New Breakthrough Therapy Designation shows potential to shorten drug development time
The Breakthrough Therapy Designation (BTD) program, launched nearly 18 months ago by the FDA and aimed at expediting development and review of drugs intended to treat a serious condition, has the potential to shorten development time considerably, according to the Tufts Center for the Study of Drug Development (Tufts CSDD), which recently completed an assessment of the BTD program.
The FDA approved only 30% of the first 113 BTD requests (with 60% denied/withdrawn and 10% pending) in the year and a half following the program's 2012 launch. Christopher-Paul Milne, director of research at Tufts CSDD, said early intensive guidance from senior FDA managers, a key element of the program, suggests BTD-designated development programs will likely learn, sooner rather than later, whether BTD products will be successful.
"A key success factor for the program will be whether it serves the goal of helping drug sponsors and the FDA work together to cut development time, while encouraging the utilization of new development tools and methodologies, such as targeted diagnostics and adaptive clinical trial designs," said Milne.
The FDA already has tools to speed drug development—Priority Review, Fast Track and Accelerated Approval—but these programs are limited in their ability to address scientific, regulatory and economic factors dramatically shifting the R&D landscape, he said.
The assessment, reported in the January/February Tufts CSDD Impact Report, found orphan and oncology drugs dominated the first group of BTDs awarded, but Central Nervous Systems (CNS) drugs and diagnostics—which currently represent only 3% and 5%, respectively, of BTD approvals—are likely to benefit from the designation going forward. Also, although Orphan Designation technically is not an FDA expedited program for serious conditions, it often applies to the same investigational compounds as BTD.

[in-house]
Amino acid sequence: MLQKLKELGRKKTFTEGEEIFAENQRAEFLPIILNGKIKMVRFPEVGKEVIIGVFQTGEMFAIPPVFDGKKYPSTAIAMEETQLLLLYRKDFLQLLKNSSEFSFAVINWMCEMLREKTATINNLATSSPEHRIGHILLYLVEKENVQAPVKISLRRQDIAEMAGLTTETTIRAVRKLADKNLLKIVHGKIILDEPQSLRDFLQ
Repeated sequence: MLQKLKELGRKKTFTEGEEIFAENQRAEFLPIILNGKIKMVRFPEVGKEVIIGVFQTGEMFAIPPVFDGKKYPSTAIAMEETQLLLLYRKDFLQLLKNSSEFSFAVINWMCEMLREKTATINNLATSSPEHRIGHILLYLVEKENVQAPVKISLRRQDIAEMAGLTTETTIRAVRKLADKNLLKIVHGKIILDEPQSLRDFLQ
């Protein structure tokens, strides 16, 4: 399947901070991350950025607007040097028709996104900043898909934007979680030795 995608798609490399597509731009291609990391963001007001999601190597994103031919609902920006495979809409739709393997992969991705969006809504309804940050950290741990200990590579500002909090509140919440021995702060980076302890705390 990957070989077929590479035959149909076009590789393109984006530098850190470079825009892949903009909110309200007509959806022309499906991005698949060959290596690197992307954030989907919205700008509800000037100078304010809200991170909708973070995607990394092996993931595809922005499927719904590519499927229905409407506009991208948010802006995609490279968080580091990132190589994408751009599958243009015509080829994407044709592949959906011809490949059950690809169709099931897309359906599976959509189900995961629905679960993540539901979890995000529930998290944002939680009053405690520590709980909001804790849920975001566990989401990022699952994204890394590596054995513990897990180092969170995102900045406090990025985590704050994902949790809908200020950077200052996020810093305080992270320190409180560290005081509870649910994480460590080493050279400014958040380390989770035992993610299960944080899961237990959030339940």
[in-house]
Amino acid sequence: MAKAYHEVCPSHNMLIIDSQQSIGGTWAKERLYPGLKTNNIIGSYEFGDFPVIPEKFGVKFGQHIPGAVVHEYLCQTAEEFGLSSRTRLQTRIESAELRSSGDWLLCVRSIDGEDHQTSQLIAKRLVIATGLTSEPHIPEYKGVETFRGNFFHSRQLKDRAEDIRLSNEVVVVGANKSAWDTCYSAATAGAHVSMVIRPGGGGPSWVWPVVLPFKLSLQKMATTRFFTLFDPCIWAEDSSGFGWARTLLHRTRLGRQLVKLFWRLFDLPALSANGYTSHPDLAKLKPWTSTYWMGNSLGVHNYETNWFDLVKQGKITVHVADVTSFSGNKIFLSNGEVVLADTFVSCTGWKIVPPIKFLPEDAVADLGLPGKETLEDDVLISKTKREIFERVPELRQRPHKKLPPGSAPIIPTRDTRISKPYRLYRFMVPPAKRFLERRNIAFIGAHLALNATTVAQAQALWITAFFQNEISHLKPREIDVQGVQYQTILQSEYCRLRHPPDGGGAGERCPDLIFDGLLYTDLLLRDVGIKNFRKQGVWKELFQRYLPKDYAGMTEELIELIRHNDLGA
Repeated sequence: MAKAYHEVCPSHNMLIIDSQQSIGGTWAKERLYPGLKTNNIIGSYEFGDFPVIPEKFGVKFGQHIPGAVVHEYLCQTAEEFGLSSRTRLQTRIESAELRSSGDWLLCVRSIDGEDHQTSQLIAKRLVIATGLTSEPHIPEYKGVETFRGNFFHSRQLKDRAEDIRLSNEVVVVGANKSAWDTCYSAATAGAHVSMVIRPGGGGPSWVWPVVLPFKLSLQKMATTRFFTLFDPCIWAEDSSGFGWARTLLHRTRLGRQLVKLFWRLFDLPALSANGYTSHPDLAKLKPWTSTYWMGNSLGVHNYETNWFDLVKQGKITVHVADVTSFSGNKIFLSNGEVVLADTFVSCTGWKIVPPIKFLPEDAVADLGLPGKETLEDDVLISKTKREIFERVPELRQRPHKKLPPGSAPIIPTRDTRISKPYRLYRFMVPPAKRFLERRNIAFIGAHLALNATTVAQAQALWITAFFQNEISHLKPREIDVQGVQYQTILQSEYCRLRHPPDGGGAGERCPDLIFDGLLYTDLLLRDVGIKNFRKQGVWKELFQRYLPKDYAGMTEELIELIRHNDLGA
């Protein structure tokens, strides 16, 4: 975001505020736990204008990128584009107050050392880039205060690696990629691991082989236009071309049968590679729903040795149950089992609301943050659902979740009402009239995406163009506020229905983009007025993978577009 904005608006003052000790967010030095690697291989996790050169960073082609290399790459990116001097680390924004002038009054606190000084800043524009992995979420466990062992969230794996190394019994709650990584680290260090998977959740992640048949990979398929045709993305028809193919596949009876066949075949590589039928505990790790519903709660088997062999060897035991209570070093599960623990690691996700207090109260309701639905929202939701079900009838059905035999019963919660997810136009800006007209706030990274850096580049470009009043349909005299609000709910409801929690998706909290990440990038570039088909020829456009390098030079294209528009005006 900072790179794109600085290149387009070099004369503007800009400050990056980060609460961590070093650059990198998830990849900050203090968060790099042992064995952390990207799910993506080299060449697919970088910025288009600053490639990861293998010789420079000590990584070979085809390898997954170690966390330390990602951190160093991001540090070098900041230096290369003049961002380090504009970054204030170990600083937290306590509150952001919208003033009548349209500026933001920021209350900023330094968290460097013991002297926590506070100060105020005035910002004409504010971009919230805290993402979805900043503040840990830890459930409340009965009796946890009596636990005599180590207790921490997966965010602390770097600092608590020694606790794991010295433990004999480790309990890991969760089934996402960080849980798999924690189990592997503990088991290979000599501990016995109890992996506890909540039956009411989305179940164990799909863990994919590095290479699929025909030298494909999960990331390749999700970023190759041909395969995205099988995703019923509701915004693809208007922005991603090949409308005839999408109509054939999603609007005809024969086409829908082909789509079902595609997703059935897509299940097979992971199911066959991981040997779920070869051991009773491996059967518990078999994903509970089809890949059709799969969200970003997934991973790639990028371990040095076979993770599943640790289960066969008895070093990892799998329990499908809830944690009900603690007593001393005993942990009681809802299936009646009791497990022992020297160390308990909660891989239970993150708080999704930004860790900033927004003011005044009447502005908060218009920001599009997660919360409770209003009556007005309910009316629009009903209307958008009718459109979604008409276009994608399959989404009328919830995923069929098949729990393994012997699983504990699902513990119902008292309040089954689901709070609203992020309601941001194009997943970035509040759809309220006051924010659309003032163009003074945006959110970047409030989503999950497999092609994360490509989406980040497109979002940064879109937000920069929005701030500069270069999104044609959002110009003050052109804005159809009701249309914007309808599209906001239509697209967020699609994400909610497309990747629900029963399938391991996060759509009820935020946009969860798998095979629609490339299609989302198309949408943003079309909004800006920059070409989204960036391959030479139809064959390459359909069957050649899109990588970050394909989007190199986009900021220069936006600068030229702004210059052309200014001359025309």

By numbers, neurology compounds currently are fourth behind oncology, antiviral and hematology candidates seeking the BTD designation, according to Milne.
A major challenge for the BTD program is whether the FDA can sustain the early momentum. Milne said the application is not “terribly onerous,” so it makes sense for sponsors to apply for drug candidates that might meet the criteria. “The FDA is a little overwhelmed with the degree to which sponsors have responded to this. We may want to look at how well FDA is able to keep up the pace and whether they’re going to put some additional resources into the program,” said Milne, as told to BioWorld Today.
The study, based on Tufts CSDD proprietary databases, FDA publications, Thompson Reuters Cortellis and professional literature, examined BTD determinations made between July 9, 2012 and Dec. 17, 2013.